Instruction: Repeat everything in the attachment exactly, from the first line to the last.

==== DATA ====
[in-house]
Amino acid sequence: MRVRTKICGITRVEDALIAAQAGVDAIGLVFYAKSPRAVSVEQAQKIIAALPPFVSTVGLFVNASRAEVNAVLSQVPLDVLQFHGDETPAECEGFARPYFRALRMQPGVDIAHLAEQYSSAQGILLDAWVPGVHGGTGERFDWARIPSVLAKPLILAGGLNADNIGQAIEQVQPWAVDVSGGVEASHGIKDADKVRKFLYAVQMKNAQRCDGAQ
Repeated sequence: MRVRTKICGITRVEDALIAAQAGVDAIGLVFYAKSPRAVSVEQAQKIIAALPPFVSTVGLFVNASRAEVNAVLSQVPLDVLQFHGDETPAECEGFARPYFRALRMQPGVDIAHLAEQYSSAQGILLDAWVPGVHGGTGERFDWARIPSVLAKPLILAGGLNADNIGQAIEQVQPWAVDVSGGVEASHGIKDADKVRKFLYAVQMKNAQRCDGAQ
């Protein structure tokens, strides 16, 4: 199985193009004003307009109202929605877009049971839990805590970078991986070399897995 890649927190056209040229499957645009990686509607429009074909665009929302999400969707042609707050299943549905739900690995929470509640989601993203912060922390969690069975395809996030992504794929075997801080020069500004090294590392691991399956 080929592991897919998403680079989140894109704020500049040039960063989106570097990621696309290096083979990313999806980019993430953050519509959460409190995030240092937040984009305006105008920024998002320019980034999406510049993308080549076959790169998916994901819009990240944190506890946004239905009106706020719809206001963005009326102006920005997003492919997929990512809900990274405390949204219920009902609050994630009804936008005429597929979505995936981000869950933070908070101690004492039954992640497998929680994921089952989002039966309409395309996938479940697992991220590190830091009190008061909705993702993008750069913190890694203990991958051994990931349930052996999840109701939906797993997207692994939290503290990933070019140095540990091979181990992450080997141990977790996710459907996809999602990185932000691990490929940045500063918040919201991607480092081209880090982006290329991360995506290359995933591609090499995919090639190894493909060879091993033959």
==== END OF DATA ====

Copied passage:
[in-house]
Amino acid sequence: MRVRTKICGITRVEDALIAAQAGVDAIGLVFYAKSPRAVSVEQAQKIIAALPPFVSTVGLFVNASRAEVNAVLSQVPLDVLQFHGDETPAECEGFARPYFRALRMQPGVDIAHLAEQYSSAQGILLDAWVPGVHGGTGERFDWARIPSVLAKPLILAGGLNADNIGQAIEQVQPWAVDVSGGVEASHGIKDADKVRKFLYAVQMKNAQRCDGAQ
Repeated sequence: MRVRTKICGITRVEDALIAAQAGVDAIGLVFYAKSPRAVSVEQAQKIIAALPPFVSTVGLFVNASRAEVNAVLSQVPLDVLQFHGDETPAECEGFARPYFRALRMQPGVDIAHLAEQYSSAQGILLDAWVPGVHGGTGERFDWARIPSVLAKPLILAGGLNADNIGQAIEQVQPWAVDVSGGVEASHGIKDADKVRKFLYAVQMKNAQRCDGAQ
């Protein structure tokens, strides 16, 4: 199985193009004003307009109202929605877009049971839990805590970078991986070399897995 890649927190056209040229499957645009990686509607429009074909665009929302999400969707042609707050299943549905739900690995929470509640989601993203912060922390969690069975395809996030992504794929075997801080020069500004090294590392691991399956 080929592991897919998403680079989140894109704020500049040039960063989106570097990621696309290096083979990313999806980019993430953050519509959460409190995030240092937040984009305006105008920024998002320019980034999406510049993308080549076959790169998916994901819009990240944190506890946004239905009106706020719809206001963005009326102006920005997003492919997929990512809900990274405390949204219920009902609050994630009804936008005429597929979505995936981000869950933070908070101690004492039954992640497998929680994921089952989002039966309409395309996938479940697992991220590190830091009190008061909705993702993008750069913190890694203990991958051994990931349930052996999840109701939906797993997207692994939290503290990933070019140095540990091979181990992450080997141990977790996710459907996809999602990185932000691990490929940045500063918040919201991607480092081209880090982006290329991360995506290359995933591609090499995919090639190894493909060879091993033959």